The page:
The poem, “The Reverie of poor Susan” has undertones of the “urbanisation phase” that London was passing through in the last years of the 18th century. There is only one character in the poem, Susan, who probably belongs to a small town in England. She belongs to the ‘destitute’ working class.This is suggested through the line, “….it has sung for three years;
Poor Susan has passed by the spot…” She must be passing the spot daily when she goes to work. The poem has been divided into three portions, each one having 5 lines. The first portion is a sketch of the melancholic atmosphere not only of the scene in London but also of the poem itself. Through Susan’s eyes, Wordsworth is able to see the transition in London (Wood Street). The second portion (line 6-10) establishes the scene of trance that Susan visualises. This trance–like mood though pure imagination, yet has a touch of reality in it as London was before the ‘urbanisation’. While the third and last part of the poem is complete picture of the disappointment, destitution and emotional transformation of Susan.
The basic idea in the poem is urbanization and the effect of industrialization on different individuals. The people who were most effected were the down-trodden people of the society who used to live in the countryside. Instead of financial and domestic concerns that people had in those days, in this poem Wordsworth has managed to etch the aesthetic concerns of one of the many individuals. The landscape that has changed by the changes in civilization has become the setting scene for the poem. Apparently this poem discusses effects of industrial revolution on a rustic mind.
The phrase, “Hangs a Thrush” depicts loneliness of the thrush that is isolated from all the birds. It is alone and is ‘loudly’ singing. Though the bird has been singing for three years, Susan can still feel its isolated “songs”. The moment she hears the song, she goes into the trance–like sequence because the song has a connection with the real landscape of London that is replaced by the industrial revolution. She is transported to the past through the sound of the voice. She sees mountains and trees.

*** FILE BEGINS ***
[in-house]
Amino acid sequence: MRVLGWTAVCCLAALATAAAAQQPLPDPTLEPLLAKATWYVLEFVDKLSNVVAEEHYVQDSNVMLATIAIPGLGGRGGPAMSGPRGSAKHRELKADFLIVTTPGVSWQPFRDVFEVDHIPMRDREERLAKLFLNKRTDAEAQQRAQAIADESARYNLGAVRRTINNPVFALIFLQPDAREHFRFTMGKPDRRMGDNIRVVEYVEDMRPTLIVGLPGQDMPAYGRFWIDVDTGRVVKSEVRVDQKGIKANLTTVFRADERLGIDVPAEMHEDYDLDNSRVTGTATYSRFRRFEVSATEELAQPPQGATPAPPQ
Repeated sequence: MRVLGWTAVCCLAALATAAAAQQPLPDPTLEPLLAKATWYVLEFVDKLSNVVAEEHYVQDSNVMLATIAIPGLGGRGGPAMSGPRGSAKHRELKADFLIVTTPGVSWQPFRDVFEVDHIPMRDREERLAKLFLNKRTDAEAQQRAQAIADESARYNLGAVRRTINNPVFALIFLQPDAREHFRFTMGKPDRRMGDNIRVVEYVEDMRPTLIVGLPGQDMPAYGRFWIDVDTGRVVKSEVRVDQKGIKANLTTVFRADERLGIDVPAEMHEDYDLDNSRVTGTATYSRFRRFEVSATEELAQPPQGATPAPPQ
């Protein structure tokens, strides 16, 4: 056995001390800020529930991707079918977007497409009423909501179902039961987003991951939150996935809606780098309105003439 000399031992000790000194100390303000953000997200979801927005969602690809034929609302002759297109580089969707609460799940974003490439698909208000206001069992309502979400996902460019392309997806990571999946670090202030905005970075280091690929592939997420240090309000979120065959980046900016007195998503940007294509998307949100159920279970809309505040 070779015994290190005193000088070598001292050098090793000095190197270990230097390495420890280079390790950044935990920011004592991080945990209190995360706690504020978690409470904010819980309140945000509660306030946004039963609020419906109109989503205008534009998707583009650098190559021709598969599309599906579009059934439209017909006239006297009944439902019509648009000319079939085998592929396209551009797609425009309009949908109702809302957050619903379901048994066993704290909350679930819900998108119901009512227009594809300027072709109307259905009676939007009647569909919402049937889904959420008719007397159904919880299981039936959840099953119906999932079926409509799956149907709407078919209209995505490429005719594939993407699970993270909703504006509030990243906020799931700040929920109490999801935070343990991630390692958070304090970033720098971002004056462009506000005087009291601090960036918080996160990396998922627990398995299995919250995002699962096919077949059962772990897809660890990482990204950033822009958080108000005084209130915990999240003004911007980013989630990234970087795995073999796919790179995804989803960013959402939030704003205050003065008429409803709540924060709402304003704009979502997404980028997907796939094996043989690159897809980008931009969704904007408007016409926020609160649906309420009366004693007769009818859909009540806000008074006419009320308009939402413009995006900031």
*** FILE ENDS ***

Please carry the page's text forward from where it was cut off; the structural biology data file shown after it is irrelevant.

Yet the vapours can be depicting pure dew drops or even the mistiness of her imaginary scene. This moment of ‘Reverie’ has clearly drawn a contrast between the two phases of her home town that Susan has seen. First there was the beautiful countryside filled with the splendours of Nature while the other one is the desolate Thrush singing on the branch of a tree. The gait in which Susan ‘tripped’ in the old days has also transformed for her. After the revolution, Susan instead of happily tripping, merely ‘passed’ from the spot.
Wordsworth captures all the reverie of the downtrodden as well as the transitional phase of civilization in a small town of England. Wordsworth also makes it a point in the poem that the ‘single collage’ left is secluded, quiet and peaceful. Her world after the revolution was restricted to her collage alone. Before the urbanization process, her world was extended out to the landscape and scenic atmosphere all around her. Her private world is now invaded by the rush of urbanization. Her love now is limited to her home and the rest to her is an alien-land where she feels herself out of place.
While the poet makes the readers visualize the scene along with Susan, he also brings both the readers and Susan back into the real life where the picture fades away. Susan is deprived of the privileges. It is only the reverie through which Nature can be kept alive otherwise, the visual perceptions do not allow Susan to feed her eyes on mountains, trees or the river flow.
William Wordsworth, hence in the poem describes the mental and psychological state of the downtrodden in England after the Revolution. The ideas in this poem that make the poet a ‘Champion’ of the cause of such people is a peep into their souls.
It was not only economic or domestic transformation that was troubling the people. It was also the aesthetic conflict as well as a sense of alienated atmosphere that troubled the people. Wordsworth in the poem paints the whole picture, thus eyeing the world from the eyes of a commoner.